Tuesday, 25 February 2014
Water Quality Issues
Tá áthas orm deis a bheith agam labhairt ar an ábhar tábhachtach seo agus cuirim fáilte roimh an Aire freisin. I thank the Minister for coming to the House to discuss an issue which is significant in County Meath, particularly in those areas where hard water is a feature. Many of County Meath's residents who are new to the area are not used to hard water; we are talking about a sizeable number of people, given the fact that 60% of the population was not born in the county. In various parts of County Meath, the water is very hard, as has been acknowledged by Meath County Council. The council has produced an information leaflet outlining to people what to do about hard water. The practical reality for those who have hard water is that it is very costly. They incur costs through, for example, having to replace kettles regularly. At a more serious level, however, costs are incurred through having to replace boilers, tanks and so forth.
I attended a public meeting in Ashbourne a number of weeks ago which was organised by a completely non-political group of concerned residents. I was very impressed because normally such meetings have a political angle, particularly in the run-up to elections but this one did not. The aim of the group was to put pressure on politicians of all hues to raise and address this issue. I attended the meeting with my party colleague, Mr. Sean Smith from Ashbourne.
People have had to spend huge sums of money dealing with the consequences of hard water. It was interesting to note at the meeting that very few people were saying that they were not going to pay the water charges. Most of those who attended were more concerned with making sure that the charging structure would be fair and would reflect the extra costs incurred by those living in hard water areas because those costs are huge. I am not asking for a subsidy for the installation of water softeners, although some people at the meeting did suggest that. Most people would be happy if there was a recognition in the charging structure of the extra costs incurred in hard water areas and it is worthwhile exerting political pressure in this regard. The Commission on Energy Regulation, CER, is engaging in a consultation process where this matter can be raised but it is also important to raise it in these Houses. I look forward to the Minister's response.
The programme for Government includes a commitment to introduce water charges based on usage above a free allowance. The Government considers that charging based on usage is the fairest way to charge for water and it has decided that water meters should be installed in households connected to public water supplies. The Water Services Act (No. 2) 2013 provides for the transfer of water services functions from the local authorities to Irish Water. The Act also provides that the Commission for Energy Regulation, CER, will be responsible for the independent economic regulation of Irish Water. The CER has been given statutory responsibility for protecting the interests of customers.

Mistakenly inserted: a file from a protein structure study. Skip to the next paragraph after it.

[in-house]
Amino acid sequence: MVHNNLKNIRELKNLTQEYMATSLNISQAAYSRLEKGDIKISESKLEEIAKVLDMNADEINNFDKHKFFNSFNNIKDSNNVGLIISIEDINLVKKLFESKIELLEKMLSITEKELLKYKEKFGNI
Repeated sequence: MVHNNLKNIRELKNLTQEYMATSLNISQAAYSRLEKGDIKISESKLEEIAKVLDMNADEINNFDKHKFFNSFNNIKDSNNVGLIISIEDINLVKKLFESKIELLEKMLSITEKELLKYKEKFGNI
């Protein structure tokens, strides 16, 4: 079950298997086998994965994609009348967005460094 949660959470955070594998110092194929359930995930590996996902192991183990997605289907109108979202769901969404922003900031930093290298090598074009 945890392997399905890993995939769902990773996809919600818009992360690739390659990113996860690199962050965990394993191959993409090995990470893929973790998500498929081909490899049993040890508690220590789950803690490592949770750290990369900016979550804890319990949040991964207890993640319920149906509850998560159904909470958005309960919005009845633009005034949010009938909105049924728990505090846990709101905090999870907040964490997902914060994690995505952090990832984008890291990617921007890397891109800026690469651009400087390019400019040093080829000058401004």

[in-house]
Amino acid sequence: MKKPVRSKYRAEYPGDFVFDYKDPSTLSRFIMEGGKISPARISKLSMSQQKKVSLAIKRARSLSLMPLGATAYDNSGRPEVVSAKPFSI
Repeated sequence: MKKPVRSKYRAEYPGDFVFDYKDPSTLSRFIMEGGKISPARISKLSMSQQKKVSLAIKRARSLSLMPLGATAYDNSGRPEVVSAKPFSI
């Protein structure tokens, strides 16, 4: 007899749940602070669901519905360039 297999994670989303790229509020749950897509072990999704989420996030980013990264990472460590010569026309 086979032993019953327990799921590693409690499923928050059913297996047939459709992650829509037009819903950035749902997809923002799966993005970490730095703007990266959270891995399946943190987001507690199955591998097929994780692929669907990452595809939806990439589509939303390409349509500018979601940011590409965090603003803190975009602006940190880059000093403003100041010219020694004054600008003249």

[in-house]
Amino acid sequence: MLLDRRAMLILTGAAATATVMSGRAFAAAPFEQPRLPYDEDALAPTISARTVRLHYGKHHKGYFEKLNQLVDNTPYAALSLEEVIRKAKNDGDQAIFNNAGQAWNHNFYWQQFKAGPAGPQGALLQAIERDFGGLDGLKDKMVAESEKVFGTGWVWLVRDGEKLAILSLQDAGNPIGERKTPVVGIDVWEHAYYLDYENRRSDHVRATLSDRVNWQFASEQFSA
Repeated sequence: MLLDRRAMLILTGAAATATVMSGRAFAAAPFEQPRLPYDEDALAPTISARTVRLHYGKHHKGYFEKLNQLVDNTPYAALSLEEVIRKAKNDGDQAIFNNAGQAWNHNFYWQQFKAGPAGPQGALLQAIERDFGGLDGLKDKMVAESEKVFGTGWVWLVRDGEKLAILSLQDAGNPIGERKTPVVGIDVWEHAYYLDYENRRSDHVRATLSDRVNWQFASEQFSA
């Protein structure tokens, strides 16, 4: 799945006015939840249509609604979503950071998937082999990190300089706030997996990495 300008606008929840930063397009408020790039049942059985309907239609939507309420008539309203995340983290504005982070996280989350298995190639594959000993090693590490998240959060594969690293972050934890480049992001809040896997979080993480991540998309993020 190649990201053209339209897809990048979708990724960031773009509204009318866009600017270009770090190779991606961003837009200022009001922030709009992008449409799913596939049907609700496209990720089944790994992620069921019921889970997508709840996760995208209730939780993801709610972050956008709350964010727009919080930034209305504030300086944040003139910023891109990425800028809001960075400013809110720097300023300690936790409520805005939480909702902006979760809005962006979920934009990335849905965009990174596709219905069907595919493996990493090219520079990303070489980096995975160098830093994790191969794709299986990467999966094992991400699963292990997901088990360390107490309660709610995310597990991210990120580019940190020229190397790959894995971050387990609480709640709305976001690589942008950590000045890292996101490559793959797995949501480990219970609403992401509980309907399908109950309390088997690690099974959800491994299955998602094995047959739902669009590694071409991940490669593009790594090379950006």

Under the European Communities (Drinking Water) (No. 2) Regulations, 2007, a copy of which is available in the Oireachtas Library, suppliers of drinking water are required to ensure that the water supplied is wholesome and clean. Water which is wholesome and clean is defined as water which is free from any micro-organisms and parasites and from any substances which in numbers or concentrations constitute a potential danger to human health, and which meets the quality standards specified in the schedule to the regulations. Hard water is not included as a parameter in the quality standards specified in the regulations as it does not pose a threat to human health. The Environmental Protection Agency, EPA, is the supervisory authority with responsibility for monitoring Irish Water's compliance with these regulations.
I have listened to what Senator Byrne had to say and would suggest that the group to which he referred makes a submission to the CER and to the EPA to draw attention to the specific issue of hard water in Ashbourne and other parts of County Meath.
I suggest the group involved makes a submission to the regulator and the Environmental Protection Agency, EPA, to identify some of the specific issues regarding hard water in Ashbourne and many other parts of County Meath. As you know, a Chathaoirligh, I know County Meath is more renowned for hard men than hard water. The consultation process with the regulator will begin in April and, by making a submission, the regulator will decide measures on charging for water.
I am grateful to the Minister for his answer. The fact this emerging issue is being taken seriously by him and the head of the Commission for Energy Regulation, CER, is welcome. I am making no claims about the safety of hard water. It is perfectly safe. I am glad Meath is built on strong foundations but it has consequences. I, as well as other public representatives, will advise the residents to make a submission. I get complaints on this emerging issue from Ashbourne and Dunshauglin while my colleague, Deirdre Smith, is having a public meeting in Ratoath tomorrow evening. While I thank the Minister for his reply, I will not accept this is the final world on this significant issue and we will continue the fight.